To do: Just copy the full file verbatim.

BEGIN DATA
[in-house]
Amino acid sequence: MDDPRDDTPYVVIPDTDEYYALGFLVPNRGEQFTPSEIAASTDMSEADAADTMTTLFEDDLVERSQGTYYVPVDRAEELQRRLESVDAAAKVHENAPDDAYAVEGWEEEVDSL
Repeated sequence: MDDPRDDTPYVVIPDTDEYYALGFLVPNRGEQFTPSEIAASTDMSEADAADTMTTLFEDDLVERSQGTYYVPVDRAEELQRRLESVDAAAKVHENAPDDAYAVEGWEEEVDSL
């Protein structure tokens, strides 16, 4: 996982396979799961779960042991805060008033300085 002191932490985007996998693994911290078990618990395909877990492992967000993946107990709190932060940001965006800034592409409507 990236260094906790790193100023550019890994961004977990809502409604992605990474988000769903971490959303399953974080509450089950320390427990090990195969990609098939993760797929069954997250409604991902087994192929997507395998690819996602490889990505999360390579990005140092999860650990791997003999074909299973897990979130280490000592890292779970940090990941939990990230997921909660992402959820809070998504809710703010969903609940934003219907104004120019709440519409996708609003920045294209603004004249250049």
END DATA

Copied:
[in-house]
Amino acid sequence: MDDPRDDTPYVVIPDTDEYYALGFLVPNRGEQFTPSEIAASTDMSEADAADTMTTLFEDDLVERSQGTYYVPVDRAEELQRRLESVDAAAKVHENAPDDAYAVEGWEEEVDSL
Repeated sequence: MDDPRDDTPYVVIPDTDEYYALGFLVPNRGEQFTPSEIAASTDMSEADAADTMTTLFEDDLVERSQGTYYVPVDRAEELQRRLESVDAAAKVHENAPDDAYAVEGWEEEVDSL
């Protein structure tokens, strides 16, 4: 996982396979799961779960042991805060008033300085 002191932490985007996998693994911290078990618990395909877990492992967000993946107990709190932060940001965006800034592409409507 990236260094906790790193100023550019890994961004977990809502409604992605990474988000769903971490959303399953974080509450089950320390427990090990195969990609098939993760797929069954997250409604991902087994192929997507395998690819996602490889990505999360390579990005140092999860650990791997003999074909299973897990979130280490000592890292779970940090990941939990990230997921909660992402959820809070998504809710703010969903609940934003219907104004120019709440519409996708609003920045294209603004004249250049």